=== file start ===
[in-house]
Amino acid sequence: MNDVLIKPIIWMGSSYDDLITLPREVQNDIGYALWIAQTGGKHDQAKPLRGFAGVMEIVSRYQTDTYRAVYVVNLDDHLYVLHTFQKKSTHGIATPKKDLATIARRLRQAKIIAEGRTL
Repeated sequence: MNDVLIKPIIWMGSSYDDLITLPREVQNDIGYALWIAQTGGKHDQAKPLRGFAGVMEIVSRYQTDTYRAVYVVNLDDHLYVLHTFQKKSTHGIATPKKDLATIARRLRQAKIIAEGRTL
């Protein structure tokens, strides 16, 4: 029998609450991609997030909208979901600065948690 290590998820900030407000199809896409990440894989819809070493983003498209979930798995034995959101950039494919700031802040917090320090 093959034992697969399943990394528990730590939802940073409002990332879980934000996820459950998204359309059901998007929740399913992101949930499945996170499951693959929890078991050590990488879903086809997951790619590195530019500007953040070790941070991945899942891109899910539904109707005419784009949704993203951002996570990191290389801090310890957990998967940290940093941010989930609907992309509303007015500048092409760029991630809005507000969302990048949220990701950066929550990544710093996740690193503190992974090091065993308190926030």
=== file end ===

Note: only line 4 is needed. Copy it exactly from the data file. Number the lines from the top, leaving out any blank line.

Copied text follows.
């Protein structure tokens, strides 16, 4: 029998609450991609997030909208979901600065948690 290590998820900030407000199809896409990440894989819809070493983003498209979930798995034995959101950039494919700031802040917090320090 093959034992697969399943990394528990730590939802940073409002990332879980934000996820459950998204359309059901998007929740399913992101949930499945996170499951693959929890078991050590990488879903086809997951790619590195530019500007953040070790941070991945899942891109899910539904109707005419784009949704993203951002996570990191290389801090310890957990998967940290940093941010989930609907992309509303007015500048092409760029991630809005507000969302990048949220990701950066929550990544710093996740690193503190992974090091065993308190926030």